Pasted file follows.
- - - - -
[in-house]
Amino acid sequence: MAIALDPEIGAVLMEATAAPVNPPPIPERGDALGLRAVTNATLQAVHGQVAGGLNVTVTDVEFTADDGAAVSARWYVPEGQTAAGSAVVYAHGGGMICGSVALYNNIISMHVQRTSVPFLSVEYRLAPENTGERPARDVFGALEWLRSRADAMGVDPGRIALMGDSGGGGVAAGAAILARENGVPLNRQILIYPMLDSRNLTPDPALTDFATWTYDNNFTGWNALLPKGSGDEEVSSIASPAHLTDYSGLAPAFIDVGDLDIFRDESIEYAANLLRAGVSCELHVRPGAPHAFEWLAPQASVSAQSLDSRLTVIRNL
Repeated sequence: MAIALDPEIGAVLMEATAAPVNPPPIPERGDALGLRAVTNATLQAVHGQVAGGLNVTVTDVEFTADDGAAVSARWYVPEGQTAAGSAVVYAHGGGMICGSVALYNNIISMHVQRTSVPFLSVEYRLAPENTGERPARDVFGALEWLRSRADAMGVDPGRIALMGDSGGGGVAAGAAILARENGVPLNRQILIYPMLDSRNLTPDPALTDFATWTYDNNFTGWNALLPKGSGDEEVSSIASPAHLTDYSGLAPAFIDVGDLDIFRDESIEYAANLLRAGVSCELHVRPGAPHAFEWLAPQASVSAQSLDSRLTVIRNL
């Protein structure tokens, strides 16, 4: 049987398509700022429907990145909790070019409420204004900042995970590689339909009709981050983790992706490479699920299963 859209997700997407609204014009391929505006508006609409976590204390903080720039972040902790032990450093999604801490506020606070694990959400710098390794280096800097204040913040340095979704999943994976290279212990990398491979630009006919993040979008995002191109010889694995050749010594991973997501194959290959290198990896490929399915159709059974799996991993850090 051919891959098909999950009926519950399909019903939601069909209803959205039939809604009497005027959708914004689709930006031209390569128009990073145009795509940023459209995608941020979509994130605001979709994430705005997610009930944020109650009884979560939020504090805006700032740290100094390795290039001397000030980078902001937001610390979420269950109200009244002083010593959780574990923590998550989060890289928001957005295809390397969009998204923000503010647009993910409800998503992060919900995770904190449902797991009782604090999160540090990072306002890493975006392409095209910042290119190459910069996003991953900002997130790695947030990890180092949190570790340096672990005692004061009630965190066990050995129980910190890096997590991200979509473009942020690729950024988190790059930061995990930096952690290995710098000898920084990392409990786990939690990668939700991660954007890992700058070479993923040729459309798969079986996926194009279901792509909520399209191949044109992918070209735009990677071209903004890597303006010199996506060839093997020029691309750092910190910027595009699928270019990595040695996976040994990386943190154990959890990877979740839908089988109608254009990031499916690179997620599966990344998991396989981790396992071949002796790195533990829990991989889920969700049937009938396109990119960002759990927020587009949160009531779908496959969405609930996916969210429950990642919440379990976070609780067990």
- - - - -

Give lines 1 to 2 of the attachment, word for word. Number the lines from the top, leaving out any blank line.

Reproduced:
[in-house]
Amino acid sequence: MAIALDPEIGAVLMEATAAPVNPPPIPERGDALGLRAVTNATLQAVHGQVAGGLNVTVTDVEFTADDGAAVSARWYVPEGQTAAGSAVVYAHGGGMICGSVALYNNIISMHVQRTSVPFLSVEYRLAPENTGERPARDVFGALEWLRSRADAMGVDPGRIALMGDSGGGGVAAGAAILARENGVPLNRQILIYPMLDSRNLTPDPALTDFATWTYDNNFTGWNALLPKGSGDEEVSSIASPAHLTDYSGLAPAFIDVGDLDIFRDESIEYAANLLRAGVSCELHVRPGAPHAFEWLAPQASVSAQSLDSRLTVIRNL